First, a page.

CES 2016: Glitzy Tech And Marketing Playground - InformationWeek

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CES 2016: Glitzy Tech And Marketing Playground
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Broadway0474
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Broadway0474,
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1/18/2016 | 11:47:51 PM
Re: Expand
jastroff, this may be a weak analogy, but I'm going to make it. The CES is like the NFL. It should not have the power that it does, but until people en masse stop paying attention it, there's no need for either to change how they operate. And that's not likely to happen.
larryloeb
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larryloeb,
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1/16/2016 | 9:54:04 PM
Re: Expand
@jastroff

I think they like the fratboys on a drunk scenario there too.
larryloeb
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larryloeb,
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1/16/2016 | 9:52:59 PM
Re: Expand
@Brian

It does seem like a good idea, doesn't it?
jastroff
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jastroff,
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1/16/2016 | 6:02:53 PM
Re: Expand
All well said @brian --

advanced technology is in the hands of those who can afford it, either with a trip to Vegas or the MIT Media Lab

 

For the latter, I can see the price of admission is brains. For the former, we need someone to get in there and disrupt CES's hold on the idea that the Vegas strip is the only place to be for advanced tech
Brian.Dean
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Brian.Dean,
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1/16/2016 | 3:29:14 PM
Re: Expand
@jastroff, well said. A few individuals have created YouTube channels to cover innovation in the consumer space with some success and have managed to disrupt the model. The downside on relying upon individuals from the user's perspective is that an individual can only cover a limited amount of segments, the individual might not be a regular reviewer and/or economics can influence an individual easily rather than, a large group. That is why it would be better to have a business to create virtual reviews.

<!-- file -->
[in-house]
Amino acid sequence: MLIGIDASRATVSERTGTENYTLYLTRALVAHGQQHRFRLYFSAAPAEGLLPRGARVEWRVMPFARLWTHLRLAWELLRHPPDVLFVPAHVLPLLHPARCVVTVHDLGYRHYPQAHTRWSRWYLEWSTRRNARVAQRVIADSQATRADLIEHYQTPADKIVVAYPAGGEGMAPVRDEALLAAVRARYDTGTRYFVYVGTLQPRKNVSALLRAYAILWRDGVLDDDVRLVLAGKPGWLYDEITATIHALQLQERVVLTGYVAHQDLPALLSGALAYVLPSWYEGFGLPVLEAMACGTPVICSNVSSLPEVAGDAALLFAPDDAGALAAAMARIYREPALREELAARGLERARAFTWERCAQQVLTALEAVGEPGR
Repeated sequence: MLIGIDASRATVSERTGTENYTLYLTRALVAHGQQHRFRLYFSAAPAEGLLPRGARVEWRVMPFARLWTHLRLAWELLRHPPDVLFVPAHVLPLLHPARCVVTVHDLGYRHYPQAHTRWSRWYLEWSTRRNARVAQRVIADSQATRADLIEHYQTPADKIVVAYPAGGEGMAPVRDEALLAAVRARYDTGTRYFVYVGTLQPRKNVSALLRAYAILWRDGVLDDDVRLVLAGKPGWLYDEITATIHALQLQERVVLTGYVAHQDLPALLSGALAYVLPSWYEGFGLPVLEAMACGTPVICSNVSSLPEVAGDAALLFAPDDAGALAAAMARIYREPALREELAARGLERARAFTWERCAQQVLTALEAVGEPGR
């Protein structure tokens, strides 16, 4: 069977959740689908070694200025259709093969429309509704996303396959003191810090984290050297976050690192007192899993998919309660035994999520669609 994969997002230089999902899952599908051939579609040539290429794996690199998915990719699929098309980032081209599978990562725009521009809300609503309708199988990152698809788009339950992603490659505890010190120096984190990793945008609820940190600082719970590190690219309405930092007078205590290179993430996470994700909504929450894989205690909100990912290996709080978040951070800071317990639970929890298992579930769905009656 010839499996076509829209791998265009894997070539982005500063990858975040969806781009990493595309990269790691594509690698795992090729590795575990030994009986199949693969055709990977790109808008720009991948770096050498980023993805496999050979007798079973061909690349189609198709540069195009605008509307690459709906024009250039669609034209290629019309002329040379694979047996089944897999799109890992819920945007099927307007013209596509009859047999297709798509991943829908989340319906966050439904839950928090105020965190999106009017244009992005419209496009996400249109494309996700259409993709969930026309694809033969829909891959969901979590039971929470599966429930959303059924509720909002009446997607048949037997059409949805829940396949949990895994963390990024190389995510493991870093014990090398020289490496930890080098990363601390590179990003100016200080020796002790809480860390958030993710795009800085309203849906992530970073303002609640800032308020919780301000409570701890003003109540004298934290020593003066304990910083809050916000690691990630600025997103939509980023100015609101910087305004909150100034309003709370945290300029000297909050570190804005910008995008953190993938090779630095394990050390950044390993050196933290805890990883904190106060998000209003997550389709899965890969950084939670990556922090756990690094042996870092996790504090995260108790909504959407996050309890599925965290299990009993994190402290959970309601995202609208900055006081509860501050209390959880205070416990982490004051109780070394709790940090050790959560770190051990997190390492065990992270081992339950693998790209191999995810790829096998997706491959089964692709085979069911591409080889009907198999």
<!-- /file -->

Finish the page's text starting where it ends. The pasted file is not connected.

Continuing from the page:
Brian.Dean
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Brian.Dean,
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1/16/2016 | 3:13:23 PM
Re: Expand
That is a great idea. Exhibitors should supply two types of videos, a short version that CES can include in an overview video and a long version that will attract individuals that require greater insight into a product or service.

The overview video will be good for individuals that have a limited amount of time at their disposal to watch a video and still feel confident that they have seen the majority of the tech innovation that will appear in the specific year. The detailed video would be for IT individuals that are either part of the same consumer segment or looking to expand their business into a new segment.
larryloeb
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larryloeb,
User Rank: Author
1/15/2016 | 6:50:56 PM
Re: Expand
It's all theatre anyway,
jastroff
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jastroff,
User Rank: Ninja
1/15/2016 | 6:19:33 PM
Re: Expand
@brain -- great idea

>> The CES should be well documented (video documented) with live streaming and playback. The entire show could be covered as if a documentary was being produced and buyers can later order their desired products online.

 

they want to keep it as a conference for elites -- people and companies with money to spend, fill up hotel rooms, and give people some time gambling. CES is a conference company, and is waiting to be disrupted by some group that does it as you propose. 

 
jastroff
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jastroff,
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1/15/2016 | 6:17:21 PM
Re: Expand
Apple has always been famous for sticking close to home. I remember back in 84 all their product announcements were coming from California. Got to be boring, and now it's REALLY boring. Same stage, same graphics, same oohs and ahhs. Same pacing back and forth. Really, how tired.

 

If you log in and you are "there", then why not do the presentation from Chicago? London? Madison? Get out there in the heartland! Krakow sounds good.

 

Or, no audience, no place. Just all on the airwaves or throught the Internet.

You can bet when AppleTV comes out, those big SHOWS they put on will now be smaller programs, suitable for broadcast.
larryloeb
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larryloeb,
User Rank: Author
1/15/2016 | 4:22:43 PM
Re: Expand
@Brian

So, you want the virtual CES.

What if the exhibitors HAD to supply some video for their booth as part of the registration?
Make it searchable. Would that do it for you?
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